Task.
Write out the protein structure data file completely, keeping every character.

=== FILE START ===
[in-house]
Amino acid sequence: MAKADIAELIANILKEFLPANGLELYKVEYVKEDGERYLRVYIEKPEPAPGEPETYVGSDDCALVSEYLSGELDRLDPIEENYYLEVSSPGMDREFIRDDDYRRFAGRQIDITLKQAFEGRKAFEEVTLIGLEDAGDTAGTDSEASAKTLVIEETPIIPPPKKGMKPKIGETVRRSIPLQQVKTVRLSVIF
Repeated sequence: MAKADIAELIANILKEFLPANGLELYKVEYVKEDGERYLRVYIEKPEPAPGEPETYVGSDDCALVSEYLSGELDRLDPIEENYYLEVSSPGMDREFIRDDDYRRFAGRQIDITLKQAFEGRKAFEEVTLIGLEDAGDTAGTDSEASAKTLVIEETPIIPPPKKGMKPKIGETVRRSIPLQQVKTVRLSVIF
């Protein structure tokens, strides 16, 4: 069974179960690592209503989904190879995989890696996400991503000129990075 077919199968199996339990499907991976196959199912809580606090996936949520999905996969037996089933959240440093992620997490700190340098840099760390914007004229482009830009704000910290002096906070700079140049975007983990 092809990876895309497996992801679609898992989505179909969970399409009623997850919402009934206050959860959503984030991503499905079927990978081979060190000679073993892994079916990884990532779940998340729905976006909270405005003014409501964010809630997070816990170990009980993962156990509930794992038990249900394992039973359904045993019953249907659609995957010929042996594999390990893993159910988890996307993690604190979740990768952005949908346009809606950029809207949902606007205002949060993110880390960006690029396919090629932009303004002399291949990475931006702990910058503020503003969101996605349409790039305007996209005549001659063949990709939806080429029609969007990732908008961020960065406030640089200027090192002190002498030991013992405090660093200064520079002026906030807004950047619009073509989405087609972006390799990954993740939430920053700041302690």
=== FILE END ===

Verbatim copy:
[in-house]
Amino acid sequence: MAKADIAELIANILKEFLPANGLELYKVEYVKEDGERYLRVYIEKPEPAPGEPETYVGSDDCALVSEYLSGELDRLDPIEENYYLEVSSPGMDREFIRDDDYRRFAGRQIDITLKQAFEGRKAFEEVTLIGLEDAGDTAGTDSEASAKTLVIEETPIIPPPKKGMKPKIGETVRRSIPLQQVKTVRLSVIF
Repeated sequence: MAKADIAELIANILKEFLPANGLELYKVEYVKEDGERYLRVYIEKPEPAPGEPETYVGSDDCALVSEYLSGELDRLDPIEENYYLEVSSPGMDREFIRDDDYRRFAGRQIDITLKQAFEGRKAFEEVTLIGLEDAGDTAGTDSEASAKTLVIEETPIIPPPKKGMKPKIGETVRRSIPLQQVKTVRLSVIF
């Protein structure tokens, strides 16, 4: 069974179960690592209503989904190879995989890696996400991503000129990075 077919199968199996339990499907991976196959199912809580606090996936949520999905996969037996089933959240440093992620997490700190340098840099760390914007004229482009830009704000910290002096906070700079140049975007983990 092809990876895309497996992801679609898992989505179909969970399409009623997850919402009934206050959860959503984030991503499905079927990978081979060190000679073993892994079916990884990532779940998340729905976006909270405005003014409501964010809630997070816990170990009980993962156990509930794992038990249900394992039973359904045993019953249907659609995957010929042996594999390990893993159910988890996307993690604190979740990768952005949908346009809606950029809207949902606007205002949060993110880390960006690029396919090629932009303004002399291949990475931006702990910058503020503003969101996605349409790039305007996209005549001659063949990709939806080429029609969007990732908008961020960065406030640089200027090192002190002498030991013992405090660093200064520079002026906030807004950047619009073509989405087609972006390799990954993740939430920053700041302690």